You also made a donation of Rs. 5,000 to a charity.

(Assumption: You are a 35 year old male – this is important because the tax slabs are different for men and women. They are also different for senior citizens.)

Here, your total income would be:

(Rs. 25,000 + Rs. 10,000 + Rs. 2,000 + Rs. 1,500 + Rs. 500) * 12
+ Rs. 25,000
= Rs. 4,93,000.

Now, let’s subtract the exempt incomes from this.

The Rs. 500 per month transport allowance is exempt from tax in this case. The HRA would also be exempt from income tax.

Thus, income subject to tax is:

Rs. 4,93,000 – ((Rs. 500 + Rs. 1,500) * 12)
= Rs. 4,69,000.

Let’s consider the non-section 80C deductions now.

(Please read “Reached Section 80C limit? You can still save more income tax!” to know about the applicable deductions)

The donation you made to the charity would be deductible by 50%.

Thus, income subject to tax is:

Rs. 4,69,000 – (50% of Rs. 5,000)
= Rs. 4,66,500.

Now is the turn to consider Section 80C deductions.

(Please read “Saving Income Tax – Understanding Section 80C Deductions” to know about section 80C deductions)

In our example, the PF contribution and life insurance premium payment would be counted towards this.

Thus, income subject to tax is:

Rs. 4,66,500 – (Rs. 1,800 * 12) – Rs. 5,000
= Rs. 4,39,900.

This is the amount on which income tax is payable.

Let’s calculate the income tax on this amount as per the prevailing slabs for FY 2008-09 AY 2009-10.

(Confused by terms like FY and AY? Please read “Income Tax (IT) Jargon – Financial Year (FY), Assessment Year (AY) and Previous Year (PY)” to understand them better)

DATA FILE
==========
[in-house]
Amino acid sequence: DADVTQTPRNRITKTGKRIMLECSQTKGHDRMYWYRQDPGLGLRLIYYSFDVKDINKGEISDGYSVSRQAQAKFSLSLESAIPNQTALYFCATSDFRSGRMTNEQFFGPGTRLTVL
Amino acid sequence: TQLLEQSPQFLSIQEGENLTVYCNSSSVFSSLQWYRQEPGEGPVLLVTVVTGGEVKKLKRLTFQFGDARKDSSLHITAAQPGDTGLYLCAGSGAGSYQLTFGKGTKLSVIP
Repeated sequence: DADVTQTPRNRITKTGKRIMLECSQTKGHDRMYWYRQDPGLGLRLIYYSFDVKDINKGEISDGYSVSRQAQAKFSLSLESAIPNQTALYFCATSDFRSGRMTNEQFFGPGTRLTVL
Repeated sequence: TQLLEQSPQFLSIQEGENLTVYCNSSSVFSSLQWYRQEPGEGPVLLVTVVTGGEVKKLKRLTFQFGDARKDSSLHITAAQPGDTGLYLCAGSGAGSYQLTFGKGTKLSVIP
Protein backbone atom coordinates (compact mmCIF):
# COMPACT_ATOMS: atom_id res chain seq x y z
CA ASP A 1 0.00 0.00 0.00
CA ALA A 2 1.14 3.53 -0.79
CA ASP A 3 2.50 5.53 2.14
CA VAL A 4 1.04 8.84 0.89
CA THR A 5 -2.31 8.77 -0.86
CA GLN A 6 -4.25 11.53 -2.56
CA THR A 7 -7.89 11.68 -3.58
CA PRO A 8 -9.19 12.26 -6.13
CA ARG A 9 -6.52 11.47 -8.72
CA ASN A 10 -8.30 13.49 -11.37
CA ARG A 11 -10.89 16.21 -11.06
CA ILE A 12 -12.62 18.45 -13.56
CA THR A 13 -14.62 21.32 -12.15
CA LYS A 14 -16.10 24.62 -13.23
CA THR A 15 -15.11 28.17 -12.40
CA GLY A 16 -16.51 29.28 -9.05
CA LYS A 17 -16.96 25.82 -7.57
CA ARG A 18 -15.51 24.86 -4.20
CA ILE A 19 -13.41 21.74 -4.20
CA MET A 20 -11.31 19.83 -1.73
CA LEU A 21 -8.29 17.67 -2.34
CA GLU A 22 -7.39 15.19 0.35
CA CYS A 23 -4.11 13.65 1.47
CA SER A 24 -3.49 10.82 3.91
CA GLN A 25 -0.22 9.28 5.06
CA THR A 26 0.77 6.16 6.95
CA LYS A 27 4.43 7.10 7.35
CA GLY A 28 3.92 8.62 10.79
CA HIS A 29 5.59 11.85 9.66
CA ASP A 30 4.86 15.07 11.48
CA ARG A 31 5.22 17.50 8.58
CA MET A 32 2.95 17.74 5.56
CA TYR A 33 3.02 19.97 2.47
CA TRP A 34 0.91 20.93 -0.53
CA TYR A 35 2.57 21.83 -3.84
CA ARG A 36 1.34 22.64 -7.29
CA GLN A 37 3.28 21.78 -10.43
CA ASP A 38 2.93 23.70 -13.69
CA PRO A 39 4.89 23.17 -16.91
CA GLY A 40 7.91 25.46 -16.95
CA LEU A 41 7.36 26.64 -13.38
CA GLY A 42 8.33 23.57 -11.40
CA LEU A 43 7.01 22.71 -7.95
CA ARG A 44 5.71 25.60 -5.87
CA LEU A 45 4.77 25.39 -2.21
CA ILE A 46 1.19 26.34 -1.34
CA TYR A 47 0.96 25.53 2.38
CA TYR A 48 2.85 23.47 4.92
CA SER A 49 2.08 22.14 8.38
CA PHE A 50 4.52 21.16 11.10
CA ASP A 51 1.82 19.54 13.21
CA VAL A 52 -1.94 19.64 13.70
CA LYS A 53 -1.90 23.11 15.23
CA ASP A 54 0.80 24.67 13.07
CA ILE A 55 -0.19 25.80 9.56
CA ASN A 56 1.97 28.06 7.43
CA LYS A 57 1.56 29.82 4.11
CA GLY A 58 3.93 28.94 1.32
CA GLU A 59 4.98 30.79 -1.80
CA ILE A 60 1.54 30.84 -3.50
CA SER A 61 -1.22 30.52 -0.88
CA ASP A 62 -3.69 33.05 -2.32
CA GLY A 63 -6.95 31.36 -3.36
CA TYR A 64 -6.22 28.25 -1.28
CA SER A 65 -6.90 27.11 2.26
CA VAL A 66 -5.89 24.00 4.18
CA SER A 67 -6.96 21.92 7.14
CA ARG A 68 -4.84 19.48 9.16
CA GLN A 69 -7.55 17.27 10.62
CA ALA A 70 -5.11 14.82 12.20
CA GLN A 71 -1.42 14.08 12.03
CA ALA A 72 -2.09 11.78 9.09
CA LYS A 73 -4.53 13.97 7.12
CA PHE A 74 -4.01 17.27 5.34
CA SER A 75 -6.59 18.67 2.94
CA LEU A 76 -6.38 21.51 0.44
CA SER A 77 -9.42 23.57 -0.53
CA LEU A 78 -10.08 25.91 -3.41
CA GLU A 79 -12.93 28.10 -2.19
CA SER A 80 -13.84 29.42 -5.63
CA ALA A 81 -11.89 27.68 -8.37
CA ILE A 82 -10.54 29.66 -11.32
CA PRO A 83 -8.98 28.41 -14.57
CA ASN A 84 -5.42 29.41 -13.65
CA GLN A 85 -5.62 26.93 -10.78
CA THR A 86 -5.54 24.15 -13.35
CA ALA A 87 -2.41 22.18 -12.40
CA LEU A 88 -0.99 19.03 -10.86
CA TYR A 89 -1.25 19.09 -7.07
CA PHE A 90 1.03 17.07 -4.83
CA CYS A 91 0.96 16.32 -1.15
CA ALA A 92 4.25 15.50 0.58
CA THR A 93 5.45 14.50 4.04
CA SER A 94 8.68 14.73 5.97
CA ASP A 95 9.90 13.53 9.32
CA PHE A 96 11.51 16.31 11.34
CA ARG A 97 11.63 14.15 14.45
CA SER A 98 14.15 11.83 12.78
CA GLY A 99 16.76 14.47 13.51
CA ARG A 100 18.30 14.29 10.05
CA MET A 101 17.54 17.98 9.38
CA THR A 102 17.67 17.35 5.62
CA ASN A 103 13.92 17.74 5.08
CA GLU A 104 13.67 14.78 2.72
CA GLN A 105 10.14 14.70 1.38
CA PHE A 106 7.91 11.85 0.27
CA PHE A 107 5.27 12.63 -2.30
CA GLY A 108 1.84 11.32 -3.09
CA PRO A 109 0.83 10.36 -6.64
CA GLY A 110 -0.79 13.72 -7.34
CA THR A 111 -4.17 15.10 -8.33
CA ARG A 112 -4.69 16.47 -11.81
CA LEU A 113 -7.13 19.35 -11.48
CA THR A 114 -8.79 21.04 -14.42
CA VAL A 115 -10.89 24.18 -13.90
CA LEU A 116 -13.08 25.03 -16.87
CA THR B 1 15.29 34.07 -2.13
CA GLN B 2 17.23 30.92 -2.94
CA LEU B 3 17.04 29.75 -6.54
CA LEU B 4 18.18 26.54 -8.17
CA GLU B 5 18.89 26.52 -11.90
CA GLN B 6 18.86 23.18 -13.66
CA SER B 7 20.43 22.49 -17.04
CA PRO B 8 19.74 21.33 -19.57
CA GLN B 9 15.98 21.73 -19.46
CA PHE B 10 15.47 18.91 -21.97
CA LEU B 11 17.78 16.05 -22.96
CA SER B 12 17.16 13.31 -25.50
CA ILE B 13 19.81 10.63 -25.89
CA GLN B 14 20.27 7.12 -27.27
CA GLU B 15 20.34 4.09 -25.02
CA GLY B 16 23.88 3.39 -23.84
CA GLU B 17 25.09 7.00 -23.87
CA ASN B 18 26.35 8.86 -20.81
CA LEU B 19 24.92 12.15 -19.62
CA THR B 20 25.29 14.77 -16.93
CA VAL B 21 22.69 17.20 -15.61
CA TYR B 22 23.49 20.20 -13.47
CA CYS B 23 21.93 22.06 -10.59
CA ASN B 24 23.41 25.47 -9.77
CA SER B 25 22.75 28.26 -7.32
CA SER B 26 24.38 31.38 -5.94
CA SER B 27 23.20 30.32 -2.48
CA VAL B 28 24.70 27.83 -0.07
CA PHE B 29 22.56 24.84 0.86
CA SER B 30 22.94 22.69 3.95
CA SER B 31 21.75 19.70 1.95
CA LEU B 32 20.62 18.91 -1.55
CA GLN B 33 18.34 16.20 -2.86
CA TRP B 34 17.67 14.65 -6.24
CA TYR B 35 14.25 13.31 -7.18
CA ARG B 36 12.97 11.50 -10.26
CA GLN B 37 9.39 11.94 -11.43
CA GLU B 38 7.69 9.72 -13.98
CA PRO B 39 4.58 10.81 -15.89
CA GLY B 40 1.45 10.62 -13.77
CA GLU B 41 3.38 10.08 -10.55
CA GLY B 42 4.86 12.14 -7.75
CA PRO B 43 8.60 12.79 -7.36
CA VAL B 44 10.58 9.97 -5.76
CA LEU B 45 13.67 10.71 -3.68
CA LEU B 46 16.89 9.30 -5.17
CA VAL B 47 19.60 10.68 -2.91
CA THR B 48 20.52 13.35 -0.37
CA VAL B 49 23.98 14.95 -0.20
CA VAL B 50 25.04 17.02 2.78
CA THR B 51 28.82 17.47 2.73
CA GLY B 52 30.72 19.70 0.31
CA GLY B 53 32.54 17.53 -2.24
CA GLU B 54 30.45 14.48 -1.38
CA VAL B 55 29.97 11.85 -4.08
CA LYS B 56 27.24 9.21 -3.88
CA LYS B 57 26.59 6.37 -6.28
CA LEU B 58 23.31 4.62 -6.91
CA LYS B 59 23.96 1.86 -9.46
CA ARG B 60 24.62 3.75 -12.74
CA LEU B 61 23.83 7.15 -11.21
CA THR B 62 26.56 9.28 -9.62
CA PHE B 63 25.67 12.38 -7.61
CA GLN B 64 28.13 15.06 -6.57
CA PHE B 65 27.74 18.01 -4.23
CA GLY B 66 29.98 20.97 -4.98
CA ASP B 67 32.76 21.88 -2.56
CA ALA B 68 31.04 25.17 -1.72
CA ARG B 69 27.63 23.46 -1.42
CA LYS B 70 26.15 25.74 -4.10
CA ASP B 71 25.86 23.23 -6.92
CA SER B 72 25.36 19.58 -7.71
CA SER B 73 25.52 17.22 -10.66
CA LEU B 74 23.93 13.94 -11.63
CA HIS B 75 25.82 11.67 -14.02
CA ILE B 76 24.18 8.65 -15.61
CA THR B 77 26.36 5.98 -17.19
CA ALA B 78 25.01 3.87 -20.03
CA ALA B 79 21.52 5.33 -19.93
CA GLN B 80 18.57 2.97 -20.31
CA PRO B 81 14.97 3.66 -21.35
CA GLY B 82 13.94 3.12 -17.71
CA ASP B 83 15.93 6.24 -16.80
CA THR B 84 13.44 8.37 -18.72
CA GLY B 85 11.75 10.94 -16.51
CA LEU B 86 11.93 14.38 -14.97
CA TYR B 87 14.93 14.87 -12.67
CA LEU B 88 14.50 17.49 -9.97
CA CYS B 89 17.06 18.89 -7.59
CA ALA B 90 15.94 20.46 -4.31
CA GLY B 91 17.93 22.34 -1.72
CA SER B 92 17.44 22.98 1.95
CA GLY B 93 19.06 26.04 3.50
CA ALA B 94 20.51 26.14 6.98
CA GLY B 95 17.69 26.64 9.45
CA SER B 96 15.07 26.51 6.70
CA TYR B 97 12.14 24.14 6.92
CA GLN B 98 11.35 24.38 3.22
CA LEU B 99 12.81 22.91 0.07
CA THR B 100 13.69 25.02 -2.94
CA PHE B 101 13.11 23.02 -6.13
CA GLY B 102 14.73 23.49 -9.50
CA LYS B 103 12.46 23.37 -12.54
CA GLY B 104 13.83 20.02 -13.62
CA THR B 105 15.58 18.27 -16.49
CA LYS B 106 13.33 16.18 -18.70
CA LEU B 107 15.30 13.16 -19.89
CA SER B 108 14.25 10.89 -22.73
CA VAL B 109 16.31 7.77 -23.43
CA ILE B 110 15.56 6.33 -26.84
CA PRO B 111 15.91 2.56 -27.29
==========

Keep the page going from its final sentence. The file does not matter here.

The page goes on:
(Please read “Income Tax (IT) Slabs / Brackets and Rates” to know the currently applicable IT slabs)

Slab 1: Rs. 0 to Rs. 1,50,000: 0% tax

Thus, tax payable for the first Rs. 1,50,000 of your income is Rs. 0.

Slab 2: Rs. 1,50,001 to Rs. 3,00,000 : 10% tax

Tax payable for income from Rs. 1,50,001 to Rs. 3,00,000 is:

10% of (Rs. 3,00,000 – Rs. 1,50,000) = Rs. 15,000.

Slab 3: Rs. 3,00,001 to Rs. 5,00,000 : 20% tax

Tax payable for income from Rs. 3,00,001 to Rs. 4,39,900 is:

20% of (Rs. 4,39,900 – Rs. 3,00,000) = Rs. 27,980.

Thus, tax payable is:

Rs. 0 + Rs. 15,000 + Rs. 27,980
= Rs. 42,980.

An education cess of 3% would be payable on this amount.

Thus, total tax payable is:

Rs. 42,980 + 3% of Rs. 42,980
= Rs. 44,270.


A note on Tax Deducted at Source (TDS) and Advance Tax

Please note that out of the total tax payable by you, some might already have been paid by you!

This would be in the form of TDS done by your employer for your salary, or can be the TDS deducted by your bank on the FD interest that you earned during the year.

Apart from this, you might also have paid an advance tax.

Thus, the tax payable by you (if any) at the end of the year would be:

Tax amount calculated above
less any TDS
less any advance tax paid by you